Easy Ways to Improve Your Gmail Inbox Right Now
Easy Ways to Improve Your Gmail Inbox Right Now

Gmail is among the biggest email services in the world. Launched in April 2004, Gmail reached an impressive 1.5 billion monthly active users in 2018.

In April 2019, Google announced that Gmail would natively support email scheduling, and the feature became available on desktop and mobile about a month later. Gmail’s feature is perfectly easy to use, and it has a range of applications for scheduling work and personal messages. Maybe you’re trying to talk to someone in a different time zone, nag someone about an event, or you just want to remind your future self about something.

Here are some stats to show the state of email usage in the workplace:

  • The average person spends 28 percent of their week reading and responding to email.
  • Only 38 percent of the average inbox is considered important and relevant.
  • An email interruption requires 64 seconds on average for a person to recover from and return the work.
  • Limiting email access can greatly reduce levels of stress.

Your Gmail account has a lot of different customization options. Some of these options let you do things like adjust the way your email is displayed or change the application’s behavior, while others provide some cosmetic adjustments.

As you can see, email can hinder productivity and even hurt your health. This is why improving Gmail for yourself is so important.

Get Gmail to prioritize your messages

If you haven’t set up tabs in Gmail, now’s the time to do it. Click the cog icon (top right in the web interface) and then choose Configure inbox to choose which categories show up on the screen. Gmail will try and guess which messages are important, and you can help it along by clicking the importance marker to the left of any truly significant conversation.

What’s more, you can drag emails between tabs to teach Gmail how to sort your messages in the future based on type or sender. How is this helpful for reaching inbox zero? Well, you can ignore the less important categories (Social, Updates) in your inbox until the end of the day, then spend a few minutes managing and processing all these messages in bulk.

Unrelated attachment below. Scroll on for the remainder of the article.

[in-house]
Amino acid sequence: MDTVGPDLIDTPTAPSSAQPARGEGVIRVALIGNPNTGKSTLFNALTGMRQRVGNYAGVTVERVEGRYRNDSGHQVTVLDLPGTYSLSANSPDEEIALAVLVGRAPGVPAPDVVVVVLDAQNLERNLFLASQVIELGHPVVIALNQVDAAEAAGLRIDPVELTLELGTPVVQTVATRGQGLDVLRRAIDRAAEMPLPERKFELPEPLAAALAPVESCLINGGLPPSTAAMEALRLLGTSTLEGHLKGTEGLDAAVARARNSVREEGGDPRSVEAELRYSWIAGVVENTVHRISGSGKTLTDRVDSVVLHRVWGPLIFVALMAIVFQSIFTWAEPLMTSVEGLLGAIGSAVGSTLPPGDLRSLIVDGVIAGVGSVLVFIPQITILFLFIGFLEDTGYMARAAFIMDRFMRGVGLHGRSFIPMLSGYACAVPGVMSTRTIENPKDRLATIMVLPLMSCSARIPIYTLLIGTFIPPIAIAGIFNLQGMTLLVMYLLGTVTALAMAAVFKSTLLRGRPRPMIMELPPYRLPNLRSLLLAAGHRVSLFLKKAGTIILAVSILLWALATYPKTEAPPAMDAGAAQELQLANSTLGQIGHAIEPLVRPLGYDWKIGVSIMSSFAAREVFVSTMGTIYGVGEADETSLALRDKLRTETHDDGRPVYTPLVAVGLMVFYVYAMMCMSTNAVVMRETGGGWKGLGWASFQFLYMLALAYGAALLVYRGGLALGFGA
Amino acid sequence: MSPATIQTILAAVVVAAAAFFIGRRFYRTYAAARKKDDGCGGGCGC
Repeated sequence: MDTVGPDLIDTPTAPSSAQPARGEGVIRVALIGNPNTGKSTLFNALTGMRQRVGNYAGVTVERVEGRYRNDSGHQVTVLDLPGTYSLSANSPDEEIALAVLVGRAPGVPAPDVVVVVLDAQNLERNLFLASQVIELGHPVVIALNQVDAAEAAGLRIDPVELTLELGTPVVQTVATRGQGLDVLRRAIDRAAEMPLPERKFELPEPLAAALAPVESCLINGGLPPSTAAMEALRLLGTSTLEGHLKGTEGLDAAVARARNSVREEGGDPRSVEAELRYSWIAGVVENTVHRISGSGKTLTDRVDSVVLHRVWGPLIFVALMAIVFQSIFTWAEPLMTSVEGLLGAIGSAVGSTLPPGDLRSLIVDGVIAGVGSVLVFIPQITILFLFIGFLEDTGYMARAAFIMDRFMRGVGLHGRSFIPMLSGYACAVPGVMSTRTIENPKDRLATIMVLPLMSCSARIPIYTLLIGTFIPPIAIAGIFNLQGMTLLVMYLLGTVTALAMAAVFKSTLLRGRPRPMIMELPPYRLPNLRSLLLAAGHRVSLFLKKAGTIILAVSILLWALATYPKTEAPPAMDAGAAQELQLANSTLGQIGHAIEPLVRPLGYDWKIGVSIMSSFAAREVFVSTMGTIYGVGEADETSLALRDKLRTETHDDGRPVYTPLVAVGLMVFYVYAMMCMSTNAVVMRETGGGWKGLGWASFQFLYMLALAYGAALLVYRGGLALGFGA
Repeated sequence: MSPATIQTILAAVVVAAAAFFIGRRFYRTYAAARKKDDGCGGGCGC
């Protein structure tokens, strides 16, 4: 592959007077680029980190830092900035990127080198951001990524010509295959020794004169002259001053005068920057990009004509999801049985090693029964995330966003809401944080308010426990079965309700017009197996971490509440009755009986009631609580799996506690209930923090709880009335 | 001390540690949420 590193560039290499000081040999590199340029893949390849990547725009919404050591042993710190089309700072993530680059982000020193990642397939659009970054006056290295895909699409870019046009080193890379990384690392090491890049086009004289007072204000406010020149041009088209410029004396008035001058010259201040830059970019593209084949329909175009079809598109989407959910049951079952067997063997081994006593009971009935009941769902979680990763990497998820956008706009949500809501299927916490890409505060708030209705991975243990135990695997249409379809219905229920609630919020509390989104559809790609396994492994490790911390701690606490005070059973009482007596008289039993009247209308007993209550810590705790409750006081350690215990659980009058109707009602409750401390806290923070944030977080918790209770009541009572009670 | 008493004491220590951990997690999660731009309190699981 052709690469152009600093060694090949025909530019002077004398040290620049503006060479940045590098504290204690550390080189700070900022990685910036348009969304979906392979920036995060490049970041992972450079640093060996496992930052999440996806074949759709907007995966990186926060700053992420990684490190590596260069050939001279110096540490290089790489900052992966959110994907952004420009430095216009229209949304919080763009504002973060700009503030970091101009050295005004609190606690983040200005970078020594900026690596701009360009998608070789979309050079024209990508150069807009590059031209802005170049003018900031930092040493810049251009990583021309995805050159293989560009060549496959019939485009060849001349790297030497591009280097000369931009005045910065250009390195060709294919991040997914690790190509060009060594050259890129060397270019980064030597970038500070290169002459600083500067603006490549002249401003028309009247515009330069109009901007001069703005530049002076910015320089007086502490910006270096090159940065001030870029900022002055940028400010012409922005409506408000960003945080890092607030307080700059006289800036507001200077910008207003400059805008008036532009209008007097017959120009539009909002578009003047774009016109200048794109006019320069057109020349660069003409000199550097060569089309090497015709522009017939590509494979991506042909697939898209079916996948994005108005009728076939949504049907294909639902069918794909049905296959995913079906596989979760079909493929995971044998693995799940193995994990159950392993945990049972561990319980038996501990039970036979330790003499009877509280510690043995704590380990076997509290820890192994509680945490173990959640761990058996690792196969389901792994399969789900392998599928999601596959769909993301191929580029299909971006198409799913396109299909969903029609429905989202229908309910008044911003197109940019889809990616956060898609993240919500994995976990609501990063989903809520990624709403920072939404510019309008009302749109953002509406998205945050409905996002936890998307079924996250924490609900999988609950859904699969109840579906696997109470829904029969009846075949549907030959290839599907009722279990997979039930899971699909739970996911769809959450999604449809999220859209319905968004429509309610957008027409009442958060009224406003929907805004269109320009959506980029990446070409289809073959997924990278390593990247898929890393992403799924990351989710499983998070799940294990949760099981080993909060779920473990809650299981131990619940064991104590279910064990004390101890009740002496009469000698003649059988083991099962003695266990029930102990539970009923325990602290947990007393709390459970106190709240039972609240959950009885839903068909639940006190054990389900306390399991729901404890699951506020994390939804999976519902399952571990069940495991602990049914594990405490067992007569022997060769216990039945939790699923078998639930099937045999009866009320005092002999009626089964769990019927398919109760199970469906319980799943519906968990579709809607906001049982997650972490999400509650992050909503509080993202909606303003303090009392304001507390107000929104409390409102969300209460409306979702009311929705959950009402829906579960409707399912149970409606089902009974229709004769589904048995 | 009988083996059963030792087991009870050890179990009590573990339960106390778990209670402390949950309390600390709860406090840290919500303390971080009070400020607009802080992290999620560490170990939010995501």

Set up your own filters

Filters are one of the key ways you can organize your incoming messages automatically. Click the down arrow in the search box at the top of the screen to set up some search terms. Then click Create filter… to set it up. You can also create new filters from the drop-down message available next to each message (choose Filter messages like this).

If you’ve got multiple email addresses coming into your Gmail account, for example, you can mark messages sent to other addresses as less important. Another option is to immediately archive certain emails and mark them as read—they won’t appear in your inbox, so less work for you, but they will still be available via search if you need them.

Activate the unread message icon

Photo: Solve Your Tech
Photo: Solve Your Tech

Alternatively, if you're dead set against desktop notifications, but want to keep an eye on the status of your inbox whilst working in other tabs, there is another solution.

Go to Gmail Settings, then under the "Advanced" settings in the "General" menu, scroll down to see your "Unread message icon" options.

If you enable this, your Gmail favicon will show how many unread messages you have waiting for you as a teeny tiny number.

Create an Email Signature